Online gaming platforms easy ground for extremists to target youth, parents should be more vigilant: Experts
SINGAPORE — Online gaming channels have become an easy target for extremist groups to radicalise and sometimes recruit young people, terrorism researchers and analysts said. It is also difficult to control such channels and online sites, which makes family and community support crucial in combating radicalisation through such means.
- Gaming platforms are attractive to extremists because they are difficult to regulate and block, terrorism researchers said
- This means that family and community support is crucial in combating radicalisation through such means, they added
- Two more teenagers in Singapore were radicalised through digital spaces Roblox and Discord, which are popular among gamers
- Gaming platforms are fertile grounds for spreading extremist content due to their large reach to a global youth audience and ease of communication, one researcher said
SINGAPORE — Online gaming channels have become an easy target for extremist groups to radicalise and sometimes recruit young people, terrorism researchers and analysts said.
It is also difficult to control such channels and online sites, which makes family and community support crucial in combating radicalisation through such means, they added.
Mr Muhammad Saiful Alam Shah Sudiman, an associate research fellow with the International Centre for Political Violence and Terrorism Research at the S Rajaratnam School of International Studies (RSIS), said that online gaming platforms such as Roblox and Discord have become more popular as a tool to radicalise and recruit the young because of its global reach and rapid means of communication.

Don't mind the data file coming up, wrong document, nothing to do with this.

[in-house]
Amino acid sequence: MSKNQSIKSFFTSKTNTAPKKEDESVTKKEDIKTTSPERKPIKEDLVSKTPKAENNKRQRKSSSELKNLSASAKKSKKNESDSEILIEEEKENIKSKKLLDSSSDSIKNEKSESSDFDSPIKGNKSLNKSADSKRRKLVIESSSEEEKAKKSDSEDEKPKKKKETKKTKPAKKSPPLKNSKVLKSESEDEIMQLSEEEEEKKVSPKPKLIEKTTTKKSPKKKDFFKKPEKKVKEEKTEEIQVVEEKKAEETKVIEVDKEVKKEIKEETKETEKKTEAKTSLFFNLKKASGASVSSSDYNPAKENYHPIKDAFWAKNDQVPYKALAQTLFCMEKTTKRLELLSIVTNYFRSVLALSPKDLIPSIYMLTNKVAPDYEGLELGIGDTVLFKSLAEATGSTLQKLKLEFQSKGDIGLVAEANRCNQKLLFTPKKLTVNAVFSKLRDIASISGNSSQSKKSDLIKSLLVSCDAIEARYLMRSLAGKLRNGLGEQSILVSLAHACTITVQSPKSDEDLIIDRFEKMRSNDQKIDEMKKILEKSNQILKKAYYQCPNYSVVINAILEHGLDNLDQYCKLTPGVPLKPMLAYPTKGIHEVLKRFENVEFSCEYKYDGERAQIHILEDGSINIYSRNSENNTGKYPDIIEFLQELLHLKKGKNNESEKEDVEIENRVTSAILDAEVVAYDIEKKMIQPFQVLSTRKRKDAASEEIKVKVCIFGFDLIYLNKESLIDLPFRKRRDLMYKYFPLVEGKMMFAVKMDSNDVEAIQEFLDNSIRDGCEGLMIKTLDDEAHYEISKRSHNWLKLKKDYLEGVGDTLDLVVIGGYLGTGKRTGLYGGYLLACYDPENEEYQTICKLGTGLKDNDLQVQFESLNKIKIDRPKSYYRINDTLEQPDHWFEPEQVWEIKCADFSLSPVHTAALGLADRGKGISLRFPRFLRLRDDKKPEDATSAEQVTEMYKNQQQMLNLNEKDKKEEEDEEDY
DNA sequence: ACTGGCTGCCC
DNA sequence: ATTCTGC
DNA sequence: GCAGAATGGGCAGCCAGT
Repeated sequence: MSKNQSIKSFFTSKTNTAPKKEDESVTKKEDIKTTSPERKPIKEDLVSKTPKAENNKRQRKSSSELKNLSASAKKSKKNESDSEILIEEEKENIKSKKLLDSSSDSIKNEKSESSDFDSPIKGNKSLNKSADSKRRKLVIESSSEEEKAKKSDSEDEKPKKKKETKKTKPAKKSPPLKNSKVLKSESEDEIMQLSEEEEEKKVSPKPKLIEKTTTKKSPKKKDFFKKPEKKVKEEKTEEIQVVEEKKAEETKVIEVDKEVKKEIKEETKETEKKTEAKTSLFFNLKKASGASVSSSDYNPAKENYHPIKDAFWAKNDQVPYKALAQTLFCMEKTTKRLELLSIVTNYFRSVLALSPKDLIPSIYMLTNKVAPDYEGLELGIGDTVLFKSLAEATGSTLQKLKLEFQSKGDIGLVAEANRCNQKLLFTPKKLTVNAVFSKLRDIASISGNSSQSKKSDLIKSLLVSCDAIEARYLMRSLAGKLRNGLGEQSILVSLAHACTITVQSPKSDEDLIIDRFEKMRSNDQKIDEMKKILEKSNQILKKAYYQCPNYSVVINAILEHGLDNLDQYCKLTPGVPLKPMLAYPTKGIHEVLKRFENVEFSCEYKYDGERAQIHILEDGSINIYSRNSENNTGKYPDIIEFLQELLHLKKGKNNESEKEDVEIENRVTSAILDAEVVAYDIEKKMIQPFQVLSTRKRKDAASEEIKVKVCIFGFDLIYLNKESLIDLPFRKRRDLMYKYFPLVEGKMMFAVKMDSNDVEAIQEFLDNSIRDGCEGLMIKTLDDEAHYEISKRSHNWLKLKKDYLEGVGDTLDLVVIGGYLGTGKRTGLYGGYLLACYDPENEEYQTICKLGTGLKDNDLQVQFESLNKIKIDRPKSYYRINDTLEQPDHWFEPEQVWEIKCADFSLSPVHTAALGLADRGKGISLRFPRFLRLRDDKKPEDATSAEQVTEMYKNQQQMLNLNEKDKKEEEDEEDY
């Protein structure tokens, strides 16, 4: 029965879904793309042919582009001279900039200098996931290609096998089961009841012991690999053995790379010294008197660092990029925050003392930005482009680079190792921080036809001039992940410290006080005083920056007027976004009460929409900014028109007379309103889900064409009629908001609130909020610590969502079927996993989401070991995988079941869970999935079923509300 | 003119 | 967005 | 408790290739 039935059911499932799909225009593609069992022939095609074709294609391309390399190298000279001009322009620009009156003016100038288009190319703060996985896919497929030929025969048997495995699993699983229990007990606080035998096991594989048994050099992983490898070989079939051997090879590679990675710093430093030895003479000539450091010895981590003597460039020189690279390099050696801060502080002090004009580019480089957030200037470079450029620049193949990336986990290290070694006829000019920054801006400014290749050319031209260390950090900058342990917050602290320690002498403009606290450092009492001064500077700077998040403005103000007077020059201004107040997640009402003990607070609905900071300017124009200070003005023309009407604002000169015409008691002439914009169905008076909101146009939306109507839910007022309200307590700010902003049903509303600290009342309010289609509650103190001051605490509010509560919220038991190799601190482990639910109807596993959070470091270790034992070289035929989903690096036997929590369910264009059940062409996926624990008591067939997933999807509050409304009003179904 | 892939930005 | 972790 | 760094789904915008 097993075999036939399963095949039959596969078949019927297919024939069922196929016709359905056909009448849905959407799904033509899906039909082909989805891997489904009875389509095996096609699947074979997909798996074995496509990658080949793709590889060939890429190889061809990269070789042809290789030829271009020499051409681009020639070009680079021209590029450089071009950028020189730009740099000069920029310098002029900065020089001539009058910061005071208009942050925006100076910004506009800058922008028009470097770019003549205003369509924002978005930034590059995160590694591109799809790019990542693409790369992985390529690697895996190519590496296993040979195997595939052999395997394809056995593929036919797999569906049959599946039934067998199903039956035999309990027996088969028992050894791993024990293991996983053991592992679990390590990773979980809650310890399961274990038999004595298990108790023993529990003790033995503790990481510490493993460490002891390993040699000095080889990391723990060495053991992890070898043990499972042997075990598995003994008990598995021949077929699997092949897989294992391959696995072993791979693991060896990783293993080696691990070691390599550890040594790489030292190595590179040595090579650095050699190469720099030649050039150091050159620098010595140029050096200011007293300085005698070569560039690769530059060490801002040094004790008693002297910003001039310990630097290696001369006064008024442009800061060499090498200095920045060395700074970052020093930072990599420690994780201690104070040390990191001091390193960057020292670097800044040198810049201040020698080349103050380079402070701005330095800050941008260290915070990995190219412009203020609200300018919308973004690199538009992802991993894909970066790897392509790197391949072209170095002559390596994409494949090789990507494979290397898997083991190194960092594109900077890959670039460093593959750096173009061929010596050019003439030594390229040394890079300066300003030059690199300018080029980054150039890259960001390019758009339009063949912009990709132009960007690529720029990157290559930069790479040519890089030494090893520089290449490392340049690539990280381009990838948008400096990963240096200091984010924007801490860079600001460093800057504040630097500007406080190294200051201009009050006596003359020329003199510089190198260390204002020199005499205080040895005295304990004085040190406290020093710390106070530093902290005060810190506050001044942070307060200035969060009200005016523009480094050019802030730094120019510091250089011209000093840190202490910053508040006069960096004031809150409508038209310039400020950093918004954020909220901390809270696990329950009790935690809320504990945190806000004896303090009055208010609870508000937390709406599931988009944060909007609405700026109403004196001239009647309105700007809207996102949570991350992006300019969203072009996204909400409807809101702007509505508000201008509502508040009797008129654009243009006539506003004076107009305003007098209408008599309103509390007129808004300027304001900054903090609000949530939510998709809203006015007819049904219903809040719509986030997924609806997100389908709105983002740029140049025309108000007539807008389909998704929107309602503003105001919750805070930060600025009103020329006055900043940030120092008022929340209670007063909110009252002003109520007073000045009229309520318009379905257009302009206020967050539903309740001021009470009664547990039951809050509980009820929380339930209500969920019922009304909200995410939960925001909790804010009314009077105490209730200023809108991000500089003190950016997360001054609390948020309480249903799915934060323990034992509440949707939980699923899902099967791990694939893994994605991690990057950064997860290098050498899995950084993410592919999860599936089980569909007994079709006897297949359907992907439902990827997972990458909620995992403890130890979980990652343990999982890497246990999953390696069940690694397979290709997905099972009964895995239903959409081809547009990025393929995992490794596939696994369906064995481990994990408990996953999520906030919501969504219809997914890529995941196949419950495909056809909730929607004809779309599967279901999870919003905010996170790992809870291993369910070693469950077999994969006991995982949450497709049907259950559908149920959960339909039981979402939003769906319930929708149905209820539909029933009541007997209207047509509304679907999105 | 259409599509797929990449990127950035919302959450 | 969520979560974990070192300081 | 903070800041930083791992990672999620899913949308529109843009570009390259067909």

Fellow researchers at RSIS said that online platforms can do more to protect users and prevent the online spread of terrorism content.
Associate research fellow Ahmad Saiful Rijal Hassan and research analyst Ahmad Helmi Mohamed Hasbi said in a joint response to TODAY: “Internet service providers can and should always examine their community guidelines, policies and practices to ensure the safety of their audiences, such as the creation of a reporting mechanism.”
They were commenting after the Internal Security Department (ISD) revealed that there were two new cases of teenagers who were self-radicalised through online gaming platform Roblox and instant messaging social channel Discord, which is popular among gamers.
The secondary school students, aged 15 and 16, were also engaged in discussions related to terrorist group Islamic State of Iraq and Syria (Isis) on these channels.
The 15-year-old was arrested and detained last December under the Internal Security Act. The 16-year-old was placed under a Restriction Order, which limits his movements and use of the internet, among other strict conditions.
The 15-year-old considered carrying out knife attacks to behead non-Muslims in popular tourist areas in Singapore.